As to servicing difficulties, much has been already written here regarding the need for the regular thorough greasing of the 18 grease points, and quite especially of the two inner-drive-shaft spline nipples which are so difficult to get at. A normal straight grease -gun will do the job only when the front wheels are taken off this is asking quite a bit every 500 miles, which sometimes go very quickly indeed. The tool kit ought to contain a grease gun having a curved neck rigidly connected to the gun’s body, the grease being pumped by the action of the handle. Such guns exist in France, but seem unobtainable here. The other alternative, costing about £3, is to invest in a lever-actuated gun whose body also remains stationary during operation, and whose neck is usually bent through 35 deg. or so. This takes the horror out of greasing these two awkward nipples, and they can he given the wholehearted attention (60 strokes of the gun) and lots of grease they demand. It was sad to see, if one took the trouble to bend down (one’s waistline permitting) and look for it, how many Citroëns recently seen in London streets were dry in this critical region. Sad, that is, for one always seeing himself as a potential buyer, some day, second or third-hand, of any given Citroën he might encounter. One never knows! Hence my missionary zeal in spreading the front-end greasing gospel. If every “Citroëniste” in this country regularly attended to the needs of his (car’s) front end, ever so often put not more than one or two drops of light (winter) oil into the small cup feeding the clutch thrust race (it is located immediately behind the fan-driving pulley, on the clutch housing) end, when changing gear, made sure of disengaging his clutch fully by using his heel instead of his toes on the clutch pedal, life for buyers of secondhand Citroëns would indeed he easier and less costly. And if all were to apply some sort of underbody protective coating — few other cars have such a positively vast area to be protected from rust — to the “soft underbelly” of his vehicle, their life might be easier still.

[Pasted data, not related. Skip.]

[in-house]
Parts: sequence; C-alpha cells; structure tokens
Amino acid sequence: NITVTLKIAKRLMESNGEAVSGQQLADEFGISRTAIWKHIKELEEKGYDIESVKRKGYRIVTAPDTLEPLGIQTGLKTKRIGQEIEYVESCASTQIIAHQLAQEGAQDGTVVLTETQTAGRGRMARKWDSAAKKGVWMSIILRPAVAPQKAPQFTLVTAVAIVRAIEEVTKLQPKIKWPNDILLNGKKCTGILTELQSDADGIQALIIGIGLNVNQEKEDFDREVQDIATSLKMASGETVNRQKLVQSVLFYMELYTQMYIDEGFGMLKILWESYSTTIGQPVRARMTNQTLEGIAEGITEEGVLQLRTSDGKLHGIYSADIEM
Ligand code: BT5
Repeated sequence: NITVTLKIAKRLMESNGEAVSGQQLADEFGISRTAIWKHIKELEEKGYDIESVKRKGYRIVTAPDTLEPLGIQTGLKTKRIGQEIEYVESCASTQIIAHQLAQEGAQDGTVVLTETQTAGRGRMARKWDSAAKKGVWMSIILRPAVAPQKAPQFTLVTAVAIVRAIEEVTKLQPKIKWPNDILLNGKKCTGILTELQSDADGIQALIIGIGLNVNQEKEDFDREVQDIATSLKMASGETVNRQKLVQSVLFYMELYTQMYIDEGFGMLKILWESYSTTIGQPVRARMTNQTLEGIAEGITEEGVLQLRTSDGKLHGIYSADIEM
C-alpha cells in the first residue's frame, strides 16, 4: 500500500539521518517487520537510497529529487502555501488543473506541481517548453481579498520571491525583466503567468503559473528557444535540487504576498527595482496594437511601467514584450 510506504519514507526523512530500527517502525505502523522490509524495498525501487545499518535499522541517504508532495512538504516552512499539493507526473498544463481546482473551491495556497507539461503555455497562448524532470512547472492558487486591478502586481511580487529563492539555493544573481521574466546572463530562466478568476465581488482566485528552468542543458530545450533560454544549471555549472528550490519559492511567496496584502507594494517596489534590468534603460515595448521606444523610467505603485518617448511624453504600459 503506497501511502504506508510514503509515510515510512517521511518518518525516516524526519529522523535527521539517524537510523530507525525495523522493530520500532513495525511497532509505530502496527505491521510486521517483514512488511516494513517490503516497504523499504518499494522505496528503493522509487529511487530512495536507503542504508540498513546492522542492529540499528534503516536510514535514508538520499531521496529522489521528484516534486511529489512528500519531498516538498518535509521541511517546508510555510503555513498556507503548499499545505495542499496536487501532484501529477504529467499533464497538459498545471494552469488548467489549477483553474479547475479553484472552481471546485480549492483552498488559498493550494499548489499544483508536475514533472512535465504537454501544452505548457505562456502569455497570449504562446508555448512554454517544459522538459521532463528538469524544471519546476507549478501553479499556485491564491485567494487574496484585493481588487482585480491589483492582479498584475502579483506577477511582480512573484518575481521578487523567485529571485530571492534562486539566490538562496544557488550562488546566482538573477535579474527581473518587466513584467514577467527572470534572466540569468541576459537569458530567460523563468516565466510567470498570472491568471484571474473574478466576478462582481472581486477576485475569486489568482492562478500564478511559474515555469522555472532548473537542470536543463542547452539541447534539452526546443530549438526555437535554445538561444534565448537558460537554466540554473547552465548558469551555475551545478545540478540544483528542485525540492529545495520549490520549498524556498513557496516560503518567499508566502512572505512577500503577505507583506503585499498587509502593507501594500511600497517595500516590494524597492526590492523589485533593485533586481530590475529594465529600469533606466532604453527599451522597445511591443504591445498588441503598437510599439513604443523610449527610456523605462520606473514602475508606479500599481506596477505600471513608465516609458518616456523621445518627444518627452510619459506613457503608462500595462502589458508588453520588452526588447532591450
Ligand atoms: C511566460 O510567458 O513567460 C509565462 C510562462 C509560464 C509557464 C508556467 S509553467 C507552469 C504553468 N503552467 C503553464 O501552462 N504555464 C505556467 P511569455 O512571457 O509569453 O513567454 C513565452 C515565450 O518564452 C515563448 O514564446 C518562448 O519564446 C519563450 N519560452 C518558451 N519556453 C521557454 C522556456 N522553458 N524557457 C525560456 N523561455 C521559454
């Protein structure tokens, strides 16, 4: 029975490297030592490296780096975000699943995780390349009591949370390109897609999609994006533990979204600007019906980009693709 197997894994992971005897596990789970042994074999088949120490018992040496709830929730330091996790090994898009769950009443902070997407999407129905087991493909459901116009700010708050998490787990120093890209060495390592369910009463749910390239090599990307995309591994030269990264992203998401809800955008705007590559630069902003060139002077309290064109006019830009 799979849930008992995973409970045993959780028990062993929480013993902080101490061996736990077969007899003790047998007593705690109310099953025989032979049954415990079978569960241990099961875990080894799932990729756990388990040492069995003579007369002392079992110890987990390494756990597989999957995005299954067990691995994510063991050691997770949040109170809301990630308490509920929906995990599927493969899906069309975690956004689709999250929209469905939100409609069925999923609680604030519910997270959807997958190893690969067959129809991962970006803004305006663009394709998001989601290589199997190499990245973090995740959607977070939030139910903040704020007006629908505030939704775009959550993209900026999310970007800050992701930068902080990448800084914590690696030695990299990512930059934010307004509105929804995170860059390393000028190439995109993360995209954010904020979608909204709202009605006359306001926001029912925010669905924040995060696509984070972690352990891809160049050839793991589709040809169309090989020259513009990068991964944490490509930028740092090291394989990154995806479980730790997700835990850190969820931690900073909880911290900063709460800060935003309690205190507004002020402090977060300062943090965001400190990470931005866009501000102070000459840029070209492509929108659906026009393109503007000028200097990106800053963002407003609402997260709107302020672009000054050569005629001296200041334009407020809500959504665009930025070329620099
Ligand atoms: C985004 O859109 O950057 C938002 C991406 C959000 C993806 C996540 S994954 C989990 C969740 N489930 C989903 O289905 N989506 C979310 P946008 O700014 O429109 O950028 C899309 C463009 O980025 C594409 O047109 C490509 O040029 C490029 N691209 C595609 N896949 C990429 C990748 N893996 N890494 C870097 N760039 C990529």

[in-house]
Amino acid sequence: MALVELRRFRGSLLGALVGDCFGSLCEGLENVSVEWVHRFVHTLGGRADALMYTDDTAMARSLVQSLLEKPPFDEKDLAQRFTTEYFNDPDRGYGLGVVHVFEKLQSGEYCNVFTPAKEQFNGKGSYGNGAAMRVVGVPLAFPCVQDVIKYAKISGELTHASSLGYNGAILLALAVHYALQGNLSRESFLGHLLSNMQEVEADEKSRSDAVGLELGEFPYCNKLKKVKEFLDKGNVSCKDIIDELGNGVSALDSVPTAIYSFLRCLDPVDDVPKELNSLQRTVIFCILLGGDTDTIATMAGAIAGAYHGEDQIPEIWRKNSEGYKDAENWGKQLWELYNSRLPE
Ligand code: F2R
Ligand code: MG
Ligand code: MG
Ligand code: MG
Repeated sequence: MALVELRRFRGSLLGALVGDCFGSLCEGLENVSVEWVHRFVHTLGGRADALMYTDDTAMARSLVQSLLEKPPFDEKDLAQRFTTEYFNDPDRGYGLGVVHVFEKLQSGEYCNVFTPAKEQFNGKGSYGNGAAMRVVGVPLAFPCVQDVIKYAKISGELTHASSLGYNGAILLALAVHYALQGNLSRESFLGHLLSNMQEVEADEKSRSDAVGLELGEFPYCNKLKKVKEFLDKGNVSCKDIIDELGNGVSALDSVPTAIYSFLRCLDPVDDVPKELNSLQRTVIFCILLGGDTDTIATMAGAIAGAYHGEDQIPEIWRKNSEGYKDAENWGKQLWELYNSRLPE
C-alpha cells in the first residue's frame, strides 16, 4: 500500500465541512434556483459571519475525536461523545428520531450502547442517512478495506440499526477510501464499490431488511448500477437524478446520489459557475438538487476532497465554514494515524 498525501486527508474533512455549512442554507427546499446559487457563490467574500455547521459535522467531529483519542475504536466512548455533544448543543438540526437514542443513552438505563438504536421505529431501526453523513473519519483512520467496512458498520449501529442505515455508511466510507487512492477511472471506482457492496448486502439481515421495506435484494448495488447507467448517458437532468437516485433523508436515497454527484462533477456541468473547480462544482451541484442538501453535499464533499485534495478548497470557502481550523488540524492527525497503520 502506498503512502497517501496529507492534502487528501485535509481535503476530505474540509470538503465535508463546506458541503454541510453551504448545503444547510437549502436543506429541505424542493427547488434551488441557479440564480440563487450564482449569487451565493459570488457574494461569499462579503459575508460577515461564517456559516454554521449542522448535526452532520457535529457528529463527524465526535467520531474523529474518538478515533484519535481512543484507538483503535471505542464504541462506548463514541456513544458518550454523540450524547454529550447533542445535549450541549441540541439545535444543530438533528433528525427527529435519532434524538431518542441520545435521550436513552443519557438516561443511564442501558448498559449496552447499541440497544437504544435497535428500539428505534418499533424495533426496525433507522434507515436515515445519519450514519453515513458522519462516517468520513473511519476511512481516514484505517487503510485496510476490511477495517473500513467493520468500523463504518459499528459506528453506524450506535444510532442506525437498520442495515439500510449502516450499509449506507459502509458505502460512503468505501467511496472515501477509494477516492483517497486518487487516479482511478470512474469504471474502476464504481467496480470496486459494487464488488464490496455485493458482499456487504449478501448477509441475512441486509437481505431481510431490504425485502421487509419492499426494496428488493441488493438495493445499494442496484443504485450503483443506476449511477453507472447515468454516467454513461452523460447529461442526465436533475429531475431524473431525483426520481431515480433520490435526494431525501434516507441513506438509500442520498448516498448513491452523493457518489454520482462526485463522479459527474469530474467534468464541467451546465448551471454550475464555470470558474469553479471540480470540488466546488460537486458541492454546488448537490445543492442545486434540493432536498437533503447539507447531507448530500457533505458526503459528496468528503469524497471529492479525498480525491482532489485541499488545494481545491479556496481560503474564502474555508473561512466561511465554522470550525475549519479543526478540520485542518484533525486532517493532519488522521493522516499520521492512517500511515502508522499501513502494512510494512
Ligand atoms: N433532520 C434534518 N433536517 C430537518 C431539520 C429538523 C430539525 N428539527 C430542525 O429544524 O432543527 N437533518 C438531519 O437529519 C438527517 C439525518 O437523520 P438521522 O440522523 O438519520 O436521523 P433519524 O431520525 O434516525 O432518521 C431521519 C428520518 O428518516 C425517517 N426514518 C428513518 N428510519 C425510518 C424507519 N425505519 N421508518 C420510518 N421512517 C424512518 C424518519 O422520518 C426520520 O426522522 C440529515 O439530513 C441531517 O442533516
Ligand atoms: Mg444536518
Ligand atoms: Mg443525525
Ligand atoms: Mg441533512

I am, Yours, etc.,

Gran Turismo

I enjoyed your excellent “Gran Turismo” article as much as the previous one on open sports cars. It seems to me, however, that it emphasises yet again the difficulty of splitting up cars into definite types. “It is amusing to note,” you say, “that Frazer-Nash claim more power from it (their Le Mans coupé engine) than is developed by the Bristol 404 version.” Surely this merely proves that the Le Mans coupé, as its name and triumphs imply, was conceived in the first place as a competition car, the successor in fact to the ultra-stark Le Mans replica, although obviously more suitable for touring than most of the open sports/racing cars.